I stopped in at Rock and Snow, the venerable climbing shop in New Paltz, New York. Its address, at least for me, is Memory Lane, in the very shadow of the Shawangunks. Inside the front door is an alcove that houses a small museum of climbing gear from days gone by. Displayed in glass cases are old ropes, vintage hardware, timeworn climbing shoes, and moldering guidebooks to the Gunks. Although I’ve never been much of a rock climber—the genial Southeast Buttress of Cathedral Peak in Yosemite being the most daunting of my meager ascents—I did learn how to climb in the Gunks, oh so many years ago.
In 1979 I was a college student studying forestry in Maine. That summer I was hired by the Mohonk Preserve (in those days called the Mohonk Trust) to serve as a “wilderness ranger.” I lived in a drafty shack by myself, a mile or more from any human neighbor, on the shore of a scruffy body of water called Duck Pond. My duties included managing a small walk-in campground and conducting an ecological research project. A “gas shortage” that summer meant I pretty much had the place to myself. So I spent a lot of time reading books and hanging around with the “rock rangers” up at the Trapps. The rock rangers sold passes and patrolled the cliffs of what is probably the most congested climbing area in North America, even when there’s a gas shortage. In those days, the rock rangers lived in their own shacks at a place called the Uberfall.
The rock ranger in charge was a jovial fellow in his late twenties by the name of Chuck Liff. Chuck had a big beard, a big laugh, and an even bigger heart. He was a kind of big brother to me that summer, and taught me how to climb. No matter how despondent I sometimes became over events great or small that were looming in those times—whether a wobbly romance, or the drifting plumes from Three Mile Island, or the prospect of Skylab falling from the heavens, or the roof of my shack being ripped off during a microburst—Chuck was an unfailing spring of good cheer. He always welcomed me and the other rangers into his camp. Many an evening we’d sit around the fire at the base of the cliff, shadows bouldering along the edge of the light, and devour big pans of something called “Core Meltdown Cornbread”, as Chuck regaled us with stories of the mountains, told long jokes, or read passages from Edward Abbey to stir our enthusiasm for a little environmental advocacy. Those were good days, and—looking back now—I can say they had a profoundly greater effect on the course of my life than the four years of forestry education I endured in Maine. I never saw Chuck again after that summer, but I thought of him often, and fondly.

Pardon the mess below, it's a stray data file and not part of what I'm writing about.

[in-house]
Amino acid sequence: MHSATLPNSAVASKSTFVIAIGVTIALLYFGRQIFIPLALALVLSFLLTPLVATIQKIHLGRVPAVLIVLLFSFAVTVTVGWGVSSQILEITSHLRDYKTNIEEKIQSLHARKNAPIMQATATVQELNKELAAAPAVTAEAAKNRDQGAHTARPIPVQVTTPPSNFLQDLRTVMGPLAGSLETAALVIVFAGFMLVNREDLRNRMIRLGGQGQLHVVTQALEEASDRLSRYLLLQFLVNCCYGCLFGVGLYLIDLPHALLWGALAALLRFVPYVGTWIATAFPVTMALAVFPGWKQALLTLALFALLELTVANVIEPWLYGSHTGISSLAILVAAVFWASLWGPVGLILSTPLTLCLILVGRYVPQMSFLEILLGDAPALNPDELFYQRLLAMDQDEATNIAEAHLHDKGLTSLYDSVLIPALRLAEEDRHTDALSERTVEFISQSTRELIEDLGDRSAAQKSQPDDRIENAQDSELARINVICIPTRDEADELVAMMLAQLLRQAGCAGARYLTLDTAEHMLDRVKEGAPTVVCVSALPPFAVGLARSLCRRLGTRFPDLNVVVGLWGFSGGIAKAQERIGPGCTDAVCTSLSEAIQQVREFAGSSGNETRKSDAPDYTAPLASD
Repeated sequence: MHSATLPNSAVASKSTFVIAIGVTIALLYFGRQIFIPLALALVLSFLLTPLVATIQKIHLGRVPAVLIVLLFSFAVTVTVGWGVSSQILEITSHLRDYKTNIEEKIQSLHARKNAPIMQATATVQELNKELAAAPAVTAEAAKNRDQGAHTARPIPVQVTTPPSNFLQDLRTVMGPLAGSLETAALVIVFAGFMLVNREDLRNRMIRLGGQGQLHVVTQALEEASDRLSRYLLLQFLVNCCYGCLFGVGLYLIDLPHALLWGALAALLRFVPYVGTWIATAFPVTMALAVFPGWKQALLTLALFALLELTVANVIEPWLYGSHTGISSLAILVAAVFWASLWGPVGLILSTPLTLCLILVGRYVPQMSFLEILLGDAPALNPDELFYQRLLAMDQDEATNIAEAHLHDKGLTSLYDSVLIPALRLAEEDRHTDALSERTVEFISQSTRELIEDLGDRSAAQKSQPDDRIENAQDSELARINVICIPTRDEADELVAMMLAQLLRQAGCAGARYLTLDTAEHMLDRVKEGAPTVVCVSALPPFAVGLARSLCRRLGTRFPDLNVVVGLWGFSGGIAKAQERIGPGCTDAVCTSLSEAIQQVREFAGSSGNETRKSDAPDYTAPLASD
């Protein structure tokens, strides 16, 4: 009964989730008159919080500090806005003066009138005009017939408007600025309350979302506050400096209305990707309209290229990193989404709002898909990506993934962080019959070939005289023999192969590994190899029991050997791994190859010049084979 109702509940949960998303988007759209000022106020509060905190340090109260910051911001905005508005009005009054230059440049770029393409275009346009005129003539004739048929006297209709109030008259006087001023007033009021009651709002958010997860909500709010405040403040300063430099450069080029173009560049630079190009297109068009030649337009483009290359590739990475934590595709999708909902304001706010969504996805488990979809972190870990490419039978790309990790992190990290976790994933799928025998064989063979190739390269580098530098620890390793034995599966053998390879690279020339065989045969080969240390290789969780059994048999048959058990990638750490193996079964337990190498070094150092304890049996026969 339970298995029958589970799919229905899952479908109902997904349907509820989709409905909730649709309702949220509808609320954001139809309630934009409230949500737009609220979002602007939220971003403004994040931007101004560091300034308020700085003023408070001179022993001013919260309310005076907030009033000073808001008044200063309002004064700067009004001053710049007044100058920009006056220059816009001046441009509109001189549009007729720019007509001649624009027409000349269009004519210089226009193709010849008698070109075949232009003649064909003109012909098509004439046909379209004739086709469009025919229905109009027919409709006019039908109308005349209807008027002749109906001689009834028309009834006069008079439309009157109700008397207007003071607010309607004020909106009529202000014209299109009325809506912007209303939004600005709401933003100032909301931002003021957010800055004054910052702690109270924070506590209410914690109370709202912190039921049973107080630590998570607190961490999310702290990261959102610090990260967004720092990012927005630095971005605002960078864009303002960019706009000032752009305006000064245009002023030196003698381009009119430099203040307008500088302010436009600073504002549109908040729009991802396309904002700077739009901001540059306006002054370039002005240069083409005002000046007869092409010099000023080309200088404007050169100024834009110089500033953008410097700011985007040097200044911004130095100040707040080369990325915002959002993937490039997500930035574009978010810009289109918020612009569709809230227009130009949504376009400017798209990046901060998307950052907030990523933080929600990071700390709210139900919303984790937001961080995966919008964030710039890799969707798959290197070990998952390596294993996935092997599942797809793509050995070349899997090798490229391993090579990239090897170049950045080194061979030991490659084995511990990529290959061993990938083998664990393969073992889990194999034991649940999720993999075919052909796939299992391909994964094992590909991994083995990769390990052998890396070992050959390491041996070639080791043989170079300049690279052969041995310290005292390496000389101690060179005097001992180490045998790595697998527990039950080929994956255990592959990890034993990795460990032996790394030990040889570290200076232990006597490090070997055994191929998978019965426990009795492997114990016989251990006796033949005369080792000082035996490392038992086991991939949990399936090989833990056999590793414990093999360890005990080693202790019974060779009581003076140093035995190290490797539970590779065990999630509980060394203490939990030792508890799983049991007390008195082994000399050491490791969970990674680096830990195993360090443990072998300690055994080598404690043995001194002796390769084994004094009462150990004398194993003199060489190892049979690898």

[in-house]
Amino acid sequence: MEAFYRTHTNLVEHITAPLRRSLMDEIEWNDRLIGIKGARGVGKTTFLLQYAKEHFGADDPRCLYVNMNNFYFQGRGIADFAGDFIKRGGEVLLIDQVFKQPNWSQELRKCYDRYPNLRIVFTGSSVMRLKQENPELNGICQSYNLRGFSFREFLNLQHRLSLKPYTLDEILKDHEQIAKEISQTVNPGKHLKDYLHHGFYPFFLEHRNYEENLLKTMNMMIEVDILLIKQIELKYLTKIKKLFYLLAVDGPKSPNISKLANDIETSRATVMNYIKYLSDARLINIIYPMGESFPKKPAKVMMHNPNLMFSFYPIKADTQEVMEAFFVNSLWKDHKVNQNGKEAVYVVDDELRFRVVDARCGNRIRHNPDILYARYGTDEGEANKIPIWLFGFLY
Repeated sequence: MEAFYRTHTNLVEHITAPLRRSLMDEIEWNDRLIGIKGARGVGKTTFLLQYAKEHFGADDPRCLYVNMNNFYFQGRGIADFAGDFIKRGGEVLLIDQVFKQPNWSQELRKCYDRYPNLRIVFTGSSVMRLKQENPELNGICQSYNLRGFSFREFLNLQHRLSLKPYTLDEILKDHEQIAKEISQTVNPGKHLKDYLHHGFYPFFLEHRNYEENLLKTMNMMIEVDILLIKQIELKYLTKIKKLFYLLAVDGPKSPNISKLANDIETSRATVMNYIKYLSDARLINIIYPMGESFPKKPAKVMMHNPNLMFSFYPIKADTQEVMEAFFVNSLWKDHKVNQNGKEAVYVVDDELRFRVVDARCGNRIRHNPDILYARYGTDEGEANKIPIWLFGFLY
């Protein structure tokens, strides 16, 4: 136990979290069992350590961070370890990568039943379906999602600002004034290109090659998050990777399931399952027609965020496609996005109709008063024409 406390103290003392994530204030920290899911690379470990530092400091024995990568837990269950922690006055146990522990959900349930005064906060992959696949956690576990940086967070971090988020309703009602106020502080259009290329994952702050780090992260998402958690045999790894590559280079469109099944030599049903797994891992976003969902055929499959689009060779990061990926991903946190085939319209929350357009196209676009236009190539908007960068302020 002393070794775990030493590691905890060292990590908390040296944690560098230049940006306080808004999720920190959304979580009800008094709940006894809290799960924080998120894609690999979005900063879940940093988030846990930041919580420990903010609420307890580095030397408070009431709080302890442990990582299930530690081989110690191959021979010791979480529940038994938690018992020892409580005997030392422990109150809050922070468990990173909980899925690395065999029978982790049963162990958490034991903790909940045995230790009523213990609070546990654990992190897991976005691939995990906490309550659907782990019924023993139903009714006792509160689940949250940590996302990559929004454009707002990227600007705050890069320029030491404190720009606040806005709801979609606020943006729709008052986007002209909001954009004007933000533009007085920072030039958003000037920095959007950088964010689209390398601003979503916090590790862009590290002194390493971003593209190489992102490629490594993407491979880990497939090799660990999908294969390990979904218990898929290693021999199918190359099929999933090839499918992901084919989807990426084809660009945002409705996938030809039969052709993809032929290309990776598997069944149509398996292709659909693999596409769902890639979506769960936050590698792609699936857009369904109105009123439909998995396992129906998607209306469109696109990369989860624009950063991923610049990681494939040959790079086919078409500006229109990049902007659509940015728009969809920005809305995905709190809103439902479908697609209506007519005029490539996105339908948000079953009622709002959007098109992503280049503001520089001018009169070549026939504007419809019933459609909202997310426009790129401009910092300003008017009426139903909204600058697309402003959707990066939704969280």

Thanks to the internet, not long ago I was able to track Chuck down. I discovered that after completing his graduate work in Systems Ecology, he went on to career with the EPA and then the US Forest Service. I found a Forest Service webpage that invited me to “Contact Chuck Liff”. The instructions said: “Please enter your contact information and comment below. Please note–if you incorrectly enter your email address, Chuck Liff will not be able to contact you.” I did not provide my contact information. I was sure Chuck wouldn’t be getting back to me. Thanks again to the internet, I knew that he had passed away, at age sixty, a month before. Pancreatic cancer.
As I stood there in the alcove of Rock and Snow, looking over that once-familiar climbing gear now entombed behind museum glass, the grief that had been dogging me for the past month—over Chuck’s death, the missed opportunities, the mere and savage passage of time—became more acute. I might as well have been standing in a funeral parlor.
But then I turned from the glass sarcophagi and saw on the wall an 8×10 photo somebody had tacked up. It was a picture of Chuck—at the age I remember him—along with a couple of his climbing friends. They are standing smiling atop a soaring peak in the American west, big blue sky swooping down around them, range upon range of mountains cascading out into bright distances. The three friends are holding a weather-beaten Park Service sign that reads: “Climbing Registration Required For Travel Beyond This Point”. Clearly a prank. They had hauled that sign up there with them to the summit. No doubt a joke devised by Chuck himself.
Below this glorious photo is a caption that serves as a memorial. It says: “Chuck Liff Loved the Gunks, Was a Preserve Ranger, And Now Is Traveling Beyond This Point.” What’s more, registration is no longer required, apart from what is claimed by the heart.